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자유찾는 탈북난민 강제북송 왠말이냐! Sure, but what then?

November 16, 2009

The plight of the North Korean refugees (talbukja) is again brought to people’s attention by a Wall Street Journal editorial which calls for Obama pressing the Chinese leaders in his ongoing visit to China. It is believed that there are anywhere between 30,000 to  300,000 North Korean talbukjas currently living/hiding in China. So far about 17,000 (according to Joshua Stanton of One Free Korea) talbukjas have made their way to South Korea. Human rights groups in South Korea and the West have long criticized China for allegedly rounding them up and sending them back to the DPRK. While I doubt that the Chinese authorities are actively trying to round up and locate every North Korean talbukja on Chinese soil, I have no doubt whatsoever that life for these people in China must be very hard.

I certainly wouldn’t want to be in China’s shoes right now. China is in a delicate situation: On one hand it wants to live up to the expectations from the international community as a “responsible stakeholder”, plus South Korea is one of those places where China would like to further advance its political and economic leverage. On the other hand China doesn’t want to offend and agitate the DPRK by being seen as too cooperative with the demands from those human rights groups. More importantly, China alternating its current policy might prove to be too dangerous and destabilizing for both the DPRK and China: If the North Koreans know that they won’t be repatriated if they ever venture out to China, this will open the flood gate and we will see perhaps a million more North Koreans swarming the plains of northeastern China.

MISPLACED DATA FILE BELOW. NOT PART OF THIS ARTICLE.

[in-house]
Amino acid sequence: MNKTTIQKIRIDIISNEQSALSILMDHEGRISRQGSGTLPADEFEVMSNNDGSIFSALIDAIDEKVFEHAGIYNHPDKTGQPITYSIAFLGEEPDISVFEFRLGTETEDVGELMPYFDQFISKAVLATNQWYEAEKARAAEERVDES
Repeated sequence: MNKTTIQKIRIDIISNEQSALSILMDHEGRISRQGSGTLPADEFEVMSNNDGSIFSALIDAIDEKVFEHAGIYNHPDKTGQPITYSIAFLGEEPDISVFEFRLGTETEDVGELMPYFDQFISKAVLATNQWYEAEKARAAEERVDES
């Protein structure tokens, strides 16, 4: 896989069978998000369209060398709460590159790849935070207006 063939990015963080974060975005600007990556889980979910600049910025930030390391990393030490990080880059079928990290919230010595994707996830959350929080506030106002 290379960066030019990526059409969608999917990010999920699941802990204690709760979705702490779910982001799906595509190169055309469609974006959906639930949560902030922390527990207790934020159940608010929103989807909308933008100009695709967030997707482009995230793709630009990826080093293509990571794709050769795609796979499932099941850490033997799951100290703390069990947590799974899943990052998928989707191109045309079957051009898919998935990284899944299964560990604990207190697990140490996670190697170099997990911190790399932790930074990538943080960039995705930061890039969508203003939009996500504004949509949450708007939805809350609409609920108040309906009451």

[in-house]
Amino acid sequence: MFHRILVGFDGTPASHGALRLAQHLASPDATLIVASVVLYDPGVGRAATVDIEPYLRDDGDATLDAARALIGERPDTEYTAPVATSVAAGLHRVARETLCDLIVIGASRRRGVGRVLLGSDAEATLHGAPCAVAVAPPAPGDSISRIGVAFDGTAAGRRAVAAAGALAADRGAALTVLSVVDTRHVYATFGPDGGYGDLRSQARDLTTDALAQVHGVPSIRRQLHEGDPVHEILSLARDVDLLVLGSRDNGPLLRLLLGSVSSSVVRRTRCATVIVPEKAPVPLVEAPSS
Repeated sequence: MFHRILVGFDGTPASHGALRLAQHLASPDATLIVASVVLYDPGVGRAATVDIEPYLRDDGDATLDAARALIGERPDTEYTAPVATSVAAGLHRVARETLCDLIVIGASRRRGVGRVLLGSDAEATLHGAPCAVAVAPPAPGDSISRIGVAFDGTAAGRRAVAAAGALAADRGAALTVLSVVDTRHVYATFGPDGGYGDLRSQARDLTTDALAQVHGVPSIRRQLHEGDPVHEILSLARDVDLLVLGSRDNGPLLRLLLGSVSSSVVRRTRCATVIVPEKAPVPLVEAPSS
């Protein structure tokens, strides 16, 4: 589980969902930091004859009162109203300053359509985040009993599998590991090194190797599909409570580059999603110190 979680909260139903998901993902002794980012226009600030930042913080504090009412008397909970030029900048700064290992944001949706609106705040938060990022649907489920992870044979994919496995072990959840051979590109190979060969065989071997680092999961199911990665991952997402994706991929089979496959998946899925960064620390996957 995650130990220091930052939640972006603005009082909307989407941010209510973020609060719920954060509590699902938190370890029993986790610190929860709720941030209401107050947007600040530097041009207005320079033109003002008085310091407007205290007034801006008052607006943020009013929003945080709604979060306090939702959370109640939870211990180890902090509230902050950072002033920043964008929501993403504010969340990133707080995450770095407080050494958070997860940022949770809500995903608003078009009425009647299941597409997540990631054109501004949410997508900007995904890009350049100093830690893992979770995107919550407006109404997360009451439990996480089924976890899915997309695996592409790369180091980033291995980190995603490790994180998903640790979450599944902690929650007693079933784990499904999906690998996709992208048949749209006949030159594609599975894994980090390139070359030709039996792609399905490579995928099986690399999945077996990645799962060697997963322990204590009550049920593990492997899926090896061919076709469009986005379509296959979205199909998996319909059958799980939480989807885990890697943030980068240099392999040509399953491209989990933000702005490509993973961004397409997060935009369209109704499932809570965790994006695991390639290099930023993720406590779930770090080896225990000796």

Yes I agree that 북송 should be done at a minimum level and hopefully it will cease to happen. However, stopping repatriation alone should not be the solution that those human rights groups are so hung up on. What about those 30,000 to 300,000 talbukjas who are in China already? If China doesn’t send them back, where will they go? The majority of these talbukjas naturally want to go to South Korea. So far the South Korean government has been very slow and reluctant to come up with a plan to systematically deal with these talbukjas. Not surprisingly, many in South Korea simply do not want these 300,000 some people to come over and settle down as they are likely to be seen as a drain on society, if the collective experience of those 17,000 talbukjas in South Korea is any indication. I think it is highly hypocritical for those human rights groups to only focus on pressuring China instead of urging the South Korean government to come up with a permanent solution that will be acceptable to all parties involved: Some 300,000 talbukjas, South Korea, North Korea and China.